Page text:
The father of Michael Powell, the inventor who won a $15 million jury decision against Home Depot last month for stealing his safety-saw patent, said the case probably won't sway consumers to shop elsewhere. But it shows that underdogs can triumph once in a while.
"It reminds me of David and Goliath and the Bible," Lamar Powell told WalletPop on Friday.
In this story the Goliath of Home Depot will survive -- after it appeals or perhaps faces triple the damages if Powell's lawyers have their way. The determination that the home improvement giant willfully ripped off Powell's "Safe Hands" prototype leaves open the possibility. The verdict also threw a forceful jab -- not a knockout blow -- to the Home Depot's image.
"They may lose a few people, and people will go and get the best buy they can," Lamar Powell said. "I don't know if it will make a difference. To some it might."
Michael Powell, a married 52-year-old, appears to be keeping a low profile in his small North Carolina town since the verdict was announced in a West Palm Beach, Fla., courtroom on Feb. 24. He didn't return a phone message left by WalletPop. He's trying to move on with his life, his father said, adding that religious faith helped carry his son through the six-year legal battle.
In 2004, the younger Powell developed a protective device to prevent Home Depot employees from cutting themselves while sawing lumber. Home Depot offered him a price that he rejected. Then Home Depot tried to manufacture it illicitly through a different company, the jury determined. A smoking gun, according to a report in the Palm Beach Post, was a photo of Home Depot officials allegedly measuring Powell's device so they could copy it.
Home Depot asserts it did nothing wrong. "I was a little surprised that justice still prevailed," Lamar Powell said.
The elder Powell was understandably circumspect during the interview. The legal wrangling isn't over. He had never heard of WalletPop. But he had plenty to say about his son.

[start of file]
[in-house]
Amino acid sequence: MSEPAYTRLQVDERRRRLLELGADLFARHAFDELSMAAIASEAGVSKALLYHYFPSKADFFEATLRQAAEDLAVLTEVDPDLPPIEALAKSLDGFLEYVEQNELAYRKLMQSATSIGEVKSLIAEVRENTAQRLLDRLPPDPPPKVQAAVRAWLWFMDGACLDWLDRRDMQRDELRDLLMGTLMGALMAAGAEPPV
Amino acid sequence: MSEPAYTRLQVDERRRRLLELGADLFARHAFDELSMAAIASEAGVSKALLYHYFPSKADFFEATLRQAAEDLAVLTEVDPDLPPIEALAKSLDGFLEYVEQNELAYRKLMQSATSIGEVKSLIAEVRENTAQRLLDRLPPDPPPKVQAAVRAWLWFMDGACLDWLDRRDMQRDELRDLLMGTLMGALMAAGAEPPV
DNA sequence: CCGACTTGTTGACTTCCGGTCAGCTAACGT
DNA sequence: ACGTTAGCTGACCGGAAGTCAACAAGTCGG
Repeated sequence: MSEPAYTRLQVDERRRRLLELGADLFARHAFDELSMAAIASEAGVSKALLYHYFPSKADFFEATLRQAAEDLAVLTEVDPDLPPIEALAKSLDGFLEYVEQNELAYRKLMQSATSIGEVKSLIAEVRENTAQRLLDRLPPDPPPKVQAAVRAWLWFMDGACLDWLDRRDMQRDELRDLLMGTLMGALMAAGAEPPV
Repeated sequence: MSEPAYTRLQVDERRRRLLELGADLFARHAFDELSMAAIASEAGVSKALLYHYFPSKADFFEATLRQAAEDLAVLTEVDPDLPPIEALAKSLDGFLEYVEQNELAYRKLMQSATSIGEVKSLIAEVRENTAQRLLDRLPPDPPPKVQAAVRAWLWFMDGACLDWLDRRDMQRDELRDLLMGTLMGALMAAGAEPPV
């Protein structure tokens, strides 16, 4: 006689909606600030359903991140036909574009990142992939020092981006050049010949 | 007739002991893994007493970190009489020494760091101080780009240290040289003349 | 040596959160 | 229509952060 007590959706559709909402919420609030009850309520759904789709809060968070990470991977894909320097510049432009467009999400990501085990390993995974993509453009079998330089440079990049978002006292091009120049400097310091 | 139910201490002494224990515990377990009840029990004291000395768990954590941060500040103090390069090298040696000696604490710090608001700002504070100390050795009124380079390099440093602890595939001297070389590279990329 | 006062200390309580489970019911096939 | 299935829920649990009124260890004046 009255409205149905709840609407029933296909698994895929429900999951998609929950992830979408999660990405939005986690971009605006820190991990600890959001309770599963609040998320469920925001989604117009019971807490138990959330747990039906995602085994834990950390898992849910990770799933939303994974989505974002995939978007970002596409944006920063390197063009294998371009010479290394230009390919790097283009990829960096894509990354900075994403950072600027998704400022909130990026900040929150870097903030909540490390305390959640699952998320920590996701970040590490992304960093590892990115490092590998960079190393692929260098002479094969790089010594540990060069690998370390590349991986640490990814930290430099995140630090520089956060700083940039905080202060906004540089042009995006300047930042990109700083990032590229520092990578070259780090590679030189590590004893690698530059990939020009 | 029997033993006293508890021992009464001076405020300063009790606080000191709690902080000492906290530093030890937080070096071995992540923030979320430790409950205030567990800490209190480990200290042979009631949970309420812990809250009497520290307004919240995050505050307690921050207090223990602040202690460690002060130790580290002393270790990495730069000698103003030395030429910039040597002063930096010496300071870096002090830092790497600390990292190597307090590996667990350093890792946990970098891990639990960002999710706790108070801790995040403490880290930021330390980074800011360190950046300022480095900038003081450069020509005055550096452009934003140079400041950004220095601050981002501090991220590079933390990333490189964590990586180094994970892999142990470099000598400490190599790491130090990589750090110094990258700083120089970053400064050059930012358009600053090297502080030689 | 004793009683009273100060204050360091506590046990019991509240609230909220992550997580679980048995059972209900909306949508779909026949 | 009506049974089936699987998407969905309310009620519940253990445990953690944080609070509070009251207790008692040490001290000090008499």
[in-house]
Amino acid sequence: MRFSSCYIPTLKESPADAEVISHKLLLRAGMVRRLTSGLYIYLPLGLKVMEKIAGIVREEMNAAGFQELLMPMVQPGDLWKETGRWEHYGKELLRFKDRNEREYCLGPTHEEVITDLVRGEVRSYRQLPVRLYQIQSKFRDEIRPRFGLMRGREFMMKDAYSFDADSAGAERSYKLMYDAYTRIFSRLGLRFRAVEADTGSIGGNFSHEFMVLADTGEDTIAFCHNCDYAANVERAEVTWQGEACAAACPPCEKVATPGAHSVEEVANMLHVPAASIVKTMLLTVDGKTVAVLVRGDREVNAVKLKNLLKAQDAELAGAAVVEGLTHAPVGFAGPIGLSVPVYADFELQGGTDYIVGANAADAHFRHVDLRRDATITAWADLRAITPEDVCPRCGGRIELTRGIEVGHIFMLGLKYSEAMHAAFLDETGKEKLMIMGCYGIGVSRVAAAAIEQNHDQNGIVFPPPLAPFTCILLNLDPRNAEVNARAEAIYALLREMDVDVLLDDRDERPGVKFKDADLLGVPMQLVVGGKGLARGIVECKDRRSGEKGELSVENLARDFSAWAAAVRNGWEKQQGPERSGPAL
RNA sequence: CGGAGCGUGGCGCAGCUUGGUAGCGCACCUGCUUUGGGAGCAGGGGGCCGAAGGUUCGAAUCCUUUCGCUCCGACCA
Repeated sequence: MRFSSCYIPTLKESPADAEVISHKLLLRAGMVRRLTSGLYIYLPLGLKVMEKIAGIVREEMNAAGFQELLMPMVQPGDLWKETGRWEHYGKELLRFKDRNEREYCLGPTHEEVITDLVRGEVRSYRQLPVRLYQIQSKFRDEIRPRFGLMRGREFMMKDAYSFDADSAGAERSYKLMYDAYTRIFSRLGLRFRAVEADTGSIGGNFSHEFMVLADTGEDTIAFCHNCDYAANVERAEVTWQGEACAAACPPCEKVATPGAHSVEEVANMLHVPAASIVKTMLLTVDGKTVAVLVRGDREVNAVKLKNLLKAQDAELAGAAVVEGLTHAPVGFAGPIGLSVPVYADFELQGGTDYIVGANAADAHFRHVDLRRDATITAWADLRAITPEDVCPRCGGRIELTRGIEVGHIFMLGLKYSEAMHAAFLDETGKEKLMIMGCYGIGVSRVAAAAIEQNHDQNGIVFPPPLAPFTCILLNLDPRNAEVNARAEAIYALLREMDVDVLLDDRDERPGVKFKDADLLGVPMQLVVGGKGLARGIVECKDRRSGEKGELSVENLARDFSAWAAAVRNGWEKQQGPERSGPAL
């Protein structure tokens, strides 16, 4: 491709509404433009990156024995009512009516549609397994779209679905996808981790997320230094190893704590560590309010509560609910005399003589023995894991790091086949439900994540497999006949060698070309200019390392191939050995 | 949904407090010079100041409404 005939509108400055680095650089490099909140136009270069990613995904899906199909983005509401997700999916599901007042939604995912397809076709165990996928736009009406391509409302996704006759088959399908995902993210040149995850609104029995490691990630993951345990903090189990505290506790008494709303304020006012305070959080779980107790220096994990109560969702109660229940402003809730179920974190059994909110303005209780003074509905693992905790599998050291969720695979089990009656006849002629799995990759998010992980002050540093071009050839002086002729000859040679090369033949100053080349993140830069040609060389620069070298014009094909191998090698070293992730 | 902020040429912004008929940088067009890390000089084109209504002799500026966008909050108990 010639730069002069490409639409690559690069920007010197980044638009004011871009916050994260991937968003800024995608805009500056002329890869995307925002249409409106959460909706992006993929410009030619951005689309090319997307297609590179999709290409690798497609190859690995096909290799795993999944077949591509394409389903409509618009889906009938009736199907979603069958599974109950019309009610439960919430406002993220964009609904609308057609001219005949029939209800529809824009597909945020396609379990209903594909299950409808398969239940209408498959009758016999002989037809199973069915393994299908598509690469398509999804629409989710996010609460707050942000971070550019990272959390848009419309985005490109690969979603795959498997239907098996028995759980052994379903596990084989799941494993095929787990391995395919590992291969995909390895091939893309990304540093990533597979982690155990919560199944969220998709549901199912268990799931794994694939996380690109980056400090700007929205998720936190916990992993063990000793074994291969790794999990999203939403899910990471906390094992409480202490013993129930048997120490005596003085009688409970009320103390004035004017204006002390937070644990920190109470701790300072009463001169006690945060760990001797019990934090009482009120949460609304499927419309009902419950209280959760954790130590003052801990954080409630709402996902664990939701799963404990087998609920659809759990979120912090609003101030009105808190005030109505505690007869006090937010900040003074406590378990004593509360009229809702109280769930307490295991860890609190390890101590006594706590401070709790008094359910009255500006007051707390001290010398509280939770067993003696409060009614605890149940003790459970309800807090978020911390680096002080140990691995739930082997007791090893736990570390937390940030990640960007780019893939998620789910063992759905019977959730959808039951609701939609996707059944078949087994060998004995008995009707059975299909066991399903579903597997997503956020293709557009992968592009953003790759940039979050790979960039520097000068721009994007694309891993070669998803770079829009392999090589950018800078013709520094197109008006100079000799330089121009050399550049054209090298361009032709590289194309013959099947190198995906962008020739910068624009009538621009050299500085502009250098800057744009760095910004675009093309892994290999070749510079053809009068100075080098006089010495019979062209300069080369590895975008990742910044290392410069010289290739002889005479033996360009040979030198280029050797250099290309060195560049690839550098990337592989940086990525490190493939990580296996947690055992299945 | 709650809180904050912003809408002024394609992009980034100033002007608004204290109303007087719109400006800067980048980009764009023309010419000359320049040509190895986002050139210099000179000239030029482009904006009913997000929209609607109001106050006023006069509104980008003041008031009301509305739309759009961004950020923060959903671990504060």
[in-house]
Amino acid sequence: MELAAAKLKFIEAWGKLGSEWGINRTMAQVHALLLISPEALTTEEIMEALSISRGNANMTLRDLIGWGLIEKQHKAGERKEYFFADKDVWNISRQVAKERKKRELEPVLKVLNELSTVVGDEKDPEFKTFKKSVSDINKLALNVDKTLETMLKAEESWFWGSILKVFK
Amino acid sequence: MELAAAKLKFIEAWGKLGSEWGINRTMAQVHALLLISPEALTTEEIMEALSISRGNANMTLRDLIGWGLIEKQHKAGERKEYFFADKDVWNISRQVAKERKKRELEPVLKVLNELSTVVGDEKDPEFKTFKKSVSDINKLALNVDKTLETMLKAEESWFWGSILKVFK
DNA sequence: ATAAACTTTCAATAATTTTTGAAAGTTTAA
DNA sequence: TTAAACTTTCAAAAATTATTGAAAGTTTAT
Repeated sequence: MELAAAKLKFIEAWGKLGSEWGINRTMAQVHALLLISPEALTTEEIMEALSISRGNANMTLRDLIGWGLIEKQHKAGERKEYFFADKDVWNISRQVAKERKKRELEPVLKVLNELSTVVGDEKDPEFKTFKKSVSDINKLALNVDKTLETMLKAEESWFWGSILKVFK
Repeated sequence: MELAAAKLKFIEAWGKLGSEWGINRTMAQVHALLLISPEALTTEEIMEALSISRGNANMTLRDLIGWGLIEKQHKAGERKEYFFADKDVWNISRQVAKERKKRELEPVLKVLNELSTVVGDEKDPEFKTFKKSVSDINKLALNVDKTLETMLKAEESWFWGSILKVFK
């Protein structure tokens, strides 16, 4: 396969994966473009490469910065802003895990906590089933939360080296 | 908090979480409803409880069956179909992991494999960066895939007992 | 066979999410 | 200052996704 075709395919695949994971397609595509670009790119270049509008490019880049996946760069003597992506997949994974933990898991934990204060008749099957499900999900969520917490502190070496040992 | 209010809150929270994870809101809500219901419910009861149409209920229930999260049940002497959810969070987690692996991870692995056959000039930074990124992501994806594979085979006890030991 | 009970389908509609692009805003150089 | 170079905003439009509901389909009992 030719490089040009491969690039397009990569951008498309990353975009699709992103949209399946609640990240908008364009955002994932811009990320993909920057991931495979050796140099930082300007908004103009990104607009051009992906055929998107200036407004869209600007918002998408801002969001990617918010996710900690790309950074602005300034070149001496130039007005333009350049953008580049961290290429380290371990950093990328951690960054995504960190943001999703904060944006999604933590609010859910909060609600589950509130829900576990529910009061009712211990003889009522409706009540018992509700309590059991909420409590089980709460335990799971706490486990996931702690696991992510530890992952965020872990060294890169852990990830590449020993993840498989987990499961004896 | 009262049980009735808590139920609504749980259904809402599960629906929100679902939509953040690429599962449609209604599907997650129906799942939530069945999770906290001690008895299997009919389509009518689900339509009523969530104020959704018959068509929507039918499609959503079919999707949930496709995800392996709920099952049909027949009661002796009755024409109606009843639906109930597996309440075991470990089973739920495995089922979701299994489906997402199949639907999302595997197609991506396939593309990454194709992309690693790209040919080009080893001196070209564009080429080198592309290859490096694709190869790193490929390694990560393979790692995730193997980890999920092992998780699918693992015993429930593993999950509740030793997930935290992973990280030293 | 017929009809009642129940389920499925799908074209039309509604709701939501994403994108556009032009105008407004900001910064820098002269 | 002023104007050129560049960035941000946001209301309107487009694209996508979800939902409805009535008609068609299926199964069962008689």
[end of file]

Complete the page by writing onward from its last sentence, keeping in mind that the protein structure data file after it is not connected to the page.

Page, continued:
"He has lived a Christian life," the father explained. "A lot of sons look up to their fathers but this is one son I look up to. He sets an example for me."
One of Powell's lawyers, Alexander D. Brown of Tripp Scott P.A. in South Florida, told WalletPop that the firm could not comment because of motions pending.
Home Depot, the nation's second-largest retailer behind Wal-Mart, has withstood the economic turmoil in part by capping its expansion to better compete with Lowe's, according to the New York Times. It doesn't need the negative headlines about an inventor who made Home Depot employees safer, but had to protect himself from the company honchos who originally reached out to him.
Between 2001 and 2006, the company faced 235 injury lawsuits filed in federal courts, a report said. Michael Powell tried to help Home Depot to prevent more, and the company appears to have betrayed him.
Maybe this was the right moment for David to beat Goliath once again. Said Lamar Powell: "They thought they could push him over."
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